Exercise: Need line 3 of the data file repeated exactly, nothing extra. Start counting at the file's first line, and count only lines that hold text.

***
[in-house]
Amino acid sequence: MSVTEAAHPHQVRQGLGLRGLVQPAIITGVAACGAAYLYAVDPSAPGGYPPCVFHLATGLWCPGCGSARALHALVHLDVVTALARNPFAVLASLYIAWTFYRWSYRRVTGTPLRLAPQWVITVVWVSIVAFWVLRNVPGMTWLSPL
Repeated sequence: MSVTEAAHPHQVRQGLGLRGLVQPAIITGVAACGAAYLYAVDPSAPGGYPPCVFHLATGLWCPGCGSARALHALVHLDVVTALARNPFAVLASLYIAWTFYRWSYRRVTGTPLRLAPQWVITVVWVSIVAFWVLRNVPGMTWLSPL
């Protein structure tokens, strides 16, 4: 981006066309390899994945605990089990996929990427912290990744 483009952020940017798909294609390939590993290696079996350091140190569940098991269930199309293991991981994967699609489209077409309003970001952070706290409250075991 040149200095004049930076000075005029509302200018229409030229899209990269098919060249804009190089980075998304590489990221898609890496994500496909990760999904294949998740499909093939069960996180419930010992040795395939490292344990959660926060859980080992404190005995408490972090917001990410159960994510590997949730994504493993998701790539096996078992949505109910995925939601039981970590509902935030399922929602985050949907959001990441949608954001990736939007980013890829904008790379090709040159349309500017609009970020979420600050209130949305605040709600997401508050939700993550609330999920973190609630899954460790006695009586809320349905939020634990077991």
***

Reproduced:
Repeated sequence: MSVTEAAHPHQVRQGLGLRGLVQPAIITGVAACGAAYLYAVDPSAPGGYPPCVFHLATGLWCPGCGSARALHALVHLDVVTALARNPFAVLASLYIAWTFYRWSYRRVTGTPLRLAPQWVITVVWVSIVAFWVLRNVPGMTWLSPL